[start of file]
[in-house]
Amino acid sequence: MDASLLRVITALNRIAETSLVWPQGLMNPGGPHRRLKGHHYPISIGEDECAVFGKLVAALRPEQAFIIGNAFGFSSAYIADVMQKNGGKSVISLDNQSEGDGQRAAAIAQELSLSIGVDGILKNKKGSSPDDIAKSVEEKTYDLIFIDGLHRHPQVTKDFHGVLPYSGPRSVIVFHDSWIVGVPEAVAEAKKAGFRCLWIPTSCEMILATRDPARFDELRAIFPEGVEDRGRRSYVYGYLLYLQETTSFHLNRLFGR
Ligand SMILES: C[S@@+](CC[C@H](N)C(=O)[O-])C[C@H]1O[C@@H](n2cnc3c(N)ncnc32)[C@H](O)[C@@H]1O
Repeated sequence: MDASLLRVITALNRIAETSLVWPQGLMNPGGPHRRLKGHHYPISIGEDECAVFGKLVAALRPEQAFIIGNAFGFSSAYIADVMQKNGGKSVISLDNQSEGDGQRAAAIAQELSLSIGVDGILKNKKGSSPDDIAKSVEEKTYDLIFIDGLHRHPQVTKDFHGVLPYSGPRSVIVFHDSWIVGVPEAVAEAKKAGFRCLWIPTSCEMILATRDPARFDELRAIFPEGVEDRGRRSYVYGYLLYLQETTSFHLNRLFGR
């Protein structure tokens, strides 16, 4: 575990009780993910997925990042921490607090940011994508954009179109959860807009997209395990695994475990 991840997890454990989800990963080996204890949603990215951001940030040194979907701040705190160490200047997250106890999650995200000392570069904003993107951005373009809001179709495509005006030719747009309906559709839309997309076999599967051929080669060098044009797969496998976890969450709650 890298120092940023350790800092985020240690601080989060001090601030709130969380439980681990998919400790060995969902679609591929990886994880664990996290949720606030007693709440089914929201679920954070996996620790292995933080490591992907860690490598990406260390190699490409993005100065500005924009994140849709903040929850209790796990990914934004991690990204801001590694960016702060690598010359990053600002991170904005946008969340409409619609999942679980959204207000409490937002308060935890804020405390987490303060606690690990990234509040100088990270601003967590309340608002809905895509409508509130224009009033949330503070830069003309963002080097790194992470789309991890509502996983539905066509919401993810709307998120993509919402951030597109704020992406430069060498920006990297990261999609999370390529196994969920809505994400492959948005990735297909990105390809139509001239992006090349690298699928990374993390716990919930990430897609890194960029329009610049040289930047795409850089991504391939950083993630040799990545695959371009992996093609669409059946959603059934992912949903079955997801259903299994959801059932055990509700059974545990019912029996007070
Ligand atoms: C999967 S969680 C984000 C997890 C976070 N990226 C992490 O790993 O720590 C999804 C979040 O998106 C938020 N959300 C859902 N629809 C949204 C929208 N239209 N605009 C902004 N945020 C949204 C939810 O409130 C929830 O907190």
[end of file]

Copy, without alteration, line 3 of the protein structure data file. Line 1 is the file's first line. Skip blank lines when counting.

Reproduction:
Ligand SMILES: C[S@@+](CC[C@H](N)C(=O)[O-])C[C@H]1O[C@@H](n2cnc3c(N)ncnc32)[C@H](O)[C@@H]1O